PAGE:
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Whooping cranes reach final stop on 2013 migration
by Pam Rotella
6 January 2014

Operation Migration reached St. Marks National Wildlife Refuge on Sunday, completing its 2013 guided whooping crane migration. Dozens of crane enthusiasts gathered at the Florida refuge to watch the arrival, while hundreds watched on the group's Ustream channels MigratingCranes and FlyingCranes.

The eight young cranes were penned and await permanent leg bands and final health checks. The birds will then be released into an open-topped pen, where they can fly out and gradually learn to live in the wild, returning to the pen as needed for food and protection. Pilot Brooke Pennypacker will remain at the refuge as a costumed handler until the young whooping cranes are ready to leave the pen.

Whooping crane flight training at White River Marsh by ultra-light pilot Richard van Heuvelen, 22 September 2013.  Photo by Pam Rotella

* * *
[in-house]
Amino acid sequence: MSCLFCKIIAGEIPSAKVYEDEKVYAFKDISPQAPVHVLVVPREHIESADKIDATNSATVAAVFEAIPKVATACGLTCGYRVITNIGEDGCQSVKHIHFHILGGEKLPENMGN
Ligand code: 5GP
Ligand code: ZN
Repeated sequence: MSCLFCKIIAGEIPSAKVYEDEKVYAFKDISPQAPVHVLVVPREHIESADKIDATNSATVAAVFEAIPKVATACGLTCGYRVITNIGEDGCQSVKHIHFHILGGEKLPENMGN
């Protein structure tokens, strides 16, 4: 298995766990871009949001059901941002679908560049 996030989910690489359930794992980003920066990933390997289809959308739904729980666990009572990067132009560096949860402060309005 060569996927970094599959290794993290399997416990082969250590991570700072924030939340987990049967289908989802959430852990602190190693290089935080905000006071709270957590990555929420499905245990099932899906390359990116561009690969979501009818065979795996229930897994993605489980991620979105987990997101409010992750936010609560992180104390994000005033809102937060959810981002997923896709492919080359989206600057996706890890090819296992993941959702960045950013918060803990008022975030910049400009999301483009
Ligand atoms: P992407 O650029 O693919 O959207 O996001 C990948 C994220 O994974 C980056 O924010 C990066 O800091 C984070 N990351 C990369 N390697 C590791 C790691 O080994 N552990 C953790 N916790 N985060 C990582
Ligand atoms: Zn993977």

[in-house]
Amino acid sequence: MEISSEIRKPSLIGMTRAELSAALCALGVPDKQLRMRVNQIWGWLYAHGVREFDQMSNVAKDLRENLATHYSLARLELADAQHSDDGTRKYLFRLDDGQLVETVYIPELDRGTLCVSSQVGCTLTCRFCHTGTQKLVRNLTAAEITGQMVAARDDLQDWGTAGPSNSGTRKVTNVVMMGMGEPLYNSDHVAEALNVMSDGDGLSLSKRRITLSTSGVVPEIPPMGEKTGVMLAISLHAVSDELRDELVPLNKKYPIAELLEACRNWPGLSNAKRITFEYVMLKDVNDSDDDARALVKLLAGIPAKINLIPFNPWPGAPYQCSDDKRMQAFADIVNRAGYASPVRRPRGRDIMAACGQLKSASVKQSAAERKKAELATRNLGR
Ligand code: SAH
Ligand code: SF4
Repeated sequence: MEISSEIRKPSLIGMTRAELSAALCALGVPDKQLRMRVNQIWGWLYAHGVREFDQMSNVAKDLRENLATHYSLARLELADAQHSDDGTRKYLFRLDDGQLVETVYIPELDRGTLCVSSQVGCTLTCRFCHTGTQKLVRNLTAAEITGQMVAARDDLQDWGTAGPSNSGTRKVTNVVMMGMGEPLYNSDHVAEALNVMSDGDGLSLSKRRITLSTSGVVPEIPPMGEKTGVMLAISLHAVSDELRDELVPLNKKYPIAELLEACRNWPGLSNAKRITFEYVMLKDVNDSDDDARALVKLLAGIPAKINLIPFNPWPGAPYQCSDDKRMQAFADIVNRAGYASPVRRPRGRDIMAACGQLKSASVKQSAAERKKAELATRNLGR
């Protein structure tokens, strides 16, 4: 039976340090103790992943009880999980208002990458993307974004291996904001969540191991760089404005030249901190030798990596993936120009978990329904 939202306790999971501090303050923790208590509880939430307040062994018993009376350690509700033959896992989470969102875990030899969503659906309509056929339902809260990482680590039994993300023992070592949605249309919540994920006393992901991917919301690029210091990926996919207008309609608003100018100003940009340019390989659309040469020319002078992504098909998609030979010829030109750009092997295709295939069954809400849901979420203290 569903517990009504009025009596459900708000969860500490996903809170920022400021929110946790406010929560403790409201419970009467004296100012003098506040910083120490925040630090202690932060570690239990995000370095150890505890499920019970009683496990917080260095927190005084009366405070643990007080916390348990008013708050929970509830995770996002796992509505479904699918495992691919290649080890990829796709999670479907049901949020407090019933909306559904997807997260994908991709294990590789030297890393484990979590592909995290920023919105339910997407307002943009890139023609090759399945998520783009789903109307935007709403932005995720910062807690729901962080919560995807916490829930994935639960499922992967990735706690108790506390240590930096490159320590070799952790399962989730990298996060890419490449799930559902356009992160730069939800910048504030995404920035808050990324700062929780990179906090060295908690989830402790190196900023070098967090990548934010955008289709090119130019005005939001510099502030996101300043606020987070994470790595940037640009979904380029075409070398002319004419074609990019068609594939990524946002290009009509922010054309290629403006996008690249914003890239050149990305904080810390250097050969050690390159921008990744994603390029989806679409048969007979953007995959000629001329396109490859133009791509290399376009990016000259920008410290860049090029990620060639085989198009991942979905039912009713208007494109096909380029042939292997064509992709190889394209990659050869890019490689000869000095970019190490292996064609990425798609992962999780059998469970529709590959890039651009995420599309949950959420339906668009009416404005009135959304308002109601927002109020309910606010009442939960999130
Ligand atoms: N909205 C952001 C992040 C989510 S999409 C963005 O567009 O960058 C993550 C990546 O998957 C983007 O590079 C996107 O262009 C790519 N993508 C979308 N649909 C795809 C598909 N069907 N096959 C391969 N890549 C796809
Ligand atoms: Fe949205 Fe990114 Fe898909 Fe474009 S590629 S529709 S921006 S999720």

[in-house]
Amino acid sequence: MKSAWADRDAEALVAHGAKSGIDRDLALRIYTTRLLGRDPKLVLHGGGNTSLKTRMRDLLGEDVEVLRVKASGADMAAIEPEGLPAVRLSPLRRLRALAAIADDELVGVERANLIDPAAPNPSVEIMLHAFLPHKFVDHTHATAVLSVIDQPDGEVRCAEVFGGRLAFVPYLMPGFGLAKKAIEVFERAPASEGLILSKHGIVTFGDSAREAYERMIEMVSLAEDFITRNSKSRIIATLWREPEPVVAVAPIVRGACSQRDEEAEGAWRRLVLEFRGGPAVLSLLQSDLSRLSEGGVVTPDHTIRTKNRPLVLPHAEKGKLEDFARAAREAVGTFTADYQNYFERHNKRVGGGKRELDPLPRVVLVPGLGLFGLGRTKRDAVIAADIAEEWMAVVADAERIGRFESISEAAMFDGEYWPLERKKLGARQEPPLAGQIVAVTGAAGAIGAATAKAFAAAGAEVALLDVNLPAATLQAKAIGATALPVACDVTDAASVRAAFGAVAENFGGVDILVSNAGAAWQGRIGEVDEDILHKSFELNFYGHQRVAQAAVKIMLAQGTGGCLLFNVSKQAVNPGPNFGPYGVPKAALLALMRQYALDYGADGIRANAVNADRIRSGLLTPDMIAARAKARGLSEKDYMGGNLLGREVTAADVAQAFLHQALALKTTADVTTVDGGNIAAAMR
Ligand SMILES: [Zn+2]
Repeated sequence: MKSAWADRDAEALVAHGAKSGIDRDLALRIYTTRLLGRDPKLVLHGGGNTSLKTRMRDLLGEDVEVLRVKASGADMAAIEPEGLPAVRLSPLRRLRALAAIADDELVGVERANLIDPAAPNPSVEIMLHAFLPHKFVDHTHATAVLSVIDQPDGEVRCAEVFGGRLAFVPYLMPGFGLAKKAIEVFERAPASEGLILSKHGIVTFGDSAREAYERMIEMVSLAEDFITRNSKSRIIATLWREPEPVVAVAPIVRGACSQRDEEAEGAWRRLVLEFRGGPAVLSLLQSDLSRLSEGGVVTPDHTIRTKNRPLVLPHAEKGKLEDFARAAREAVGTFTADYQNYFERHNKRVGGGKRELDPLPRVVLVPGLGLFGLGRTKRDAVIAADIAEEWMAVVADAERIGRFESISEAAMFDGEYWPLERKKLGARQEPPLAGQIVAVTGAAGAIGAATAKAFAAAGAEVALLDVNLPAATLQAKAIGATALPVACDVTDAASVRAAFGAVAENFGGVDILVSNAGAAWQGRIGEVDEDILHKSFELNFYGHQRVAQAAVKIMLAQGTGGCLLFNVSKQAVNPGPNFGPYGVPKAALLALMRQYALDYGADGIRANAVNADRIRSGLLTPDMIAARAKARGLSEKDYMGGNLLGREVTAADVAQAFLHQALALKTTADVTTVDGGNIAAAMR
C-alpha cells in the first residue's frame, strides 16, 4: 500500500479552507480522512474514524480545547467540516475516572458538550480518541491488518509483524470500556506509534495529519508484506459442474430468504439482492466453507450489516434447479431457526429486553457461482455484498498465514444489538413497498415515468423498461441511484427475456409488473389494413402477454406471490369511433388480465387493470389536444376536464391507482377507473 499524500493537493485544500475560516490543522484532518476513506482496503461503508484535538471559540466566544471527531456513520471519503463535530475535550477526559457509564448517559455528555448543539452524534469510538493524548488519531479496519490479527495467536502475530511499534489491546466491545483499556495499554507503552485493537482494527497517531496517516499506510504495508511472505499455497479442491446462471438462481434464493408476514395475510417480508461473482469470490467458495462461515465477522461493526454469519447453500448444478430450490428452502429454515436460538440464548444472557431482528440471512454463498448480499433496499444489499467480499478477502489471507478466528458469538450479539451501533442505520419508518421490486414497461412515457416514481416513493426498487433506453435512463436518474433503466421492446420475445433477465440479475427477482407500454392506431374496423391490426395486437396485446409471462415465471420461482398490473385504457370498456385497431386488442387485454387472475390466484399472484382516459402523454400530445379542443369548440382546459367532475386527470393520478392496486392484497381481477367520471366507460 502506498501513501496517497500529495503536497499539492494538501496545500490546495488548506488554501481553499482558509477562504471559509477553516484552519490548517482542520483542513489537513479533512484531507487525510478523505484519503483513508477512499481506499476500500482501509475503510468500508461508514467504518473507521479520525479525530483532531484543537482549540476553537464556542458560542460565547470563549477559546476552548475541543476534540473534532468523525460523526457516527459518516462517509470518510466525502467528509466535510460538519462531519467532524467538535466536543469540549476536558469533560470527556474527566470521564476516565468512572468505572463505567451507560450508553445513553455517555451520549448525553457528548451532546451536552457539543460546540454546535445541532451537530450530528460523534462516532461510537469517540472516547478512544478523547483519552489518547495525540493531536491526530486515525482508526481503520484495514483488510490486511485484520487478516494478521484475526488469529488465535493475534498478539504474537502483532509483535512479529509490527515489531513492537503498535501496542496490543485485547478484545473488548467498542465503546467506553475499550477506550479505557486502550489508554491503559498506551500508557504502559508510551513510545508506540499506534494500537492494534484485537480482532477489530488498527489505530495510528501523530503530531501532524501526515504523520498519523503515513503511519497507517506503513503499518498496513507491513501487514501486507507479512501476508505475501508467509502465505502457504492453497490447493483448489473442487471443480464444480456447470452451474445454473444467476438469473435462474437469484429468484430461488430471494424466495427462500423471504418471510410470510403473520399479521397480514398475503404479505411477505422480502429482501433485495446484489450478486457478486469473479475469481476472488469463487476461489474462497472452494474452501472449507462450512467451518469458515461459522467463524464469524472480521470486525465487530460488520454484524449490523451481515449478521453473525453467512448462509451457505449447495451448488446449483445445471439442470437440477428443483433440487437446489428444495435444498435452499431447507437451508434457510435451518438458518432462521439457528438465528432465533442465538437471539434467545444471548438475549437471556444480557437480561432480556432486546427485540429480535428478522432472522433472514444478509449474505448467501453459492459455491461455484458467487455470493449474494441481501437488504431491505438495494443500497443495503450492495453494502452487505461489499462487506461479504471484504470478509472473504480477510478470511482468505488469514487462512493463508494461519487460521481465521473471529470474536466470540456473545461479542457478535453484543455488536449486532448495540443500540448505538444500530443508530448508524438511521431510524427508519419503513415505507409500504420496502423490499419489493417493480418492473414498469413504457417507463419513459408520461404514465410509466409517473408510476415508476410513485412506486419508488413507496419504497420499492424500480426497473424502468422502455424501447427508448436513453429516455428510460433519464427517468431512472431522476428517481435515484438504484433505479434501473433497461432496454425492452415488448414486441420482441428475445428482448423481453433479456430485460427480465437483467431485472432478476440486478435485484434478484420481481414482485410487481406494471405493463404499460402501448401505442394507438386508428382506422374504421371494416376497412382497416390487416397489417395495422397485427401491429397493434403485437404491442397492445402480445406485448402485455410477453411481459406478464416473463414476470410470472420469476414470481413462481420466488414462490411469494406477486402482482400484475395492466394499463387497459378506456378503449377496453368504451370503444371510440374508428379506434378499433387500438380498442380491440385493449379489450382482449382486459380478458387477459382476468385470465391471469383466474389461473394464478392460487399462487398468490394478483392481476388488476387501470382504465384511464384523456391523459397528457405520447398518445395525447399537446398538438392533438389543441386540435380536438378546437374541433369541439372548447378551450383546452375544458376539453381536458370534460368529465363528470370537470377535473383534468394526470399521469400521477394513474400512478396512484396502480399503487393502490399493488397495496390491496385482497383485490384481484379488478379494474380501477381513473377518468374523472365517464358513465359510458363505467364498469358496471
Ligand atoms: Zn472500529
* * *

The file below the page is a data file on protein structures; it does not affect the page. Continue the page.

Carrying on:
Ultra-light Pilot Richard van Heuvelen leads young whooping cranes through daily flight training at White River Marsh in Wisconsin, September 2013. Photo by Pam Rotella.

The organization experienced more weather delays than usual in 2013, noted by Joe Duff in the group's Field Journal on the following day:

"When we left White River Marsh, all confident and enthusiastic, we were hopeful of short weather delays and skipped stopovers. But nothing erodes conviction like high winds. A month and a half later, we were still in Illinois and we spent most of December with wet feet... We were one day short of the longest migration ever and it was by far the coldest one we have experienced yet."

Operation Migration guides endangered whooping cranes through their first migration from Wisconsin to Florida. The captive-bred cranes are raised by costumed handlers to prevent imprinting on humans, and are trained to follow an ultra-light aircraft in order to learn a southern migration route from pilots.

Whooping cranes remain among the most endangered species in North America, with the last count finding 575 alive, only 415 of those in the wild.

All original content including photographs © 2013, 2014 by Pam Rotella.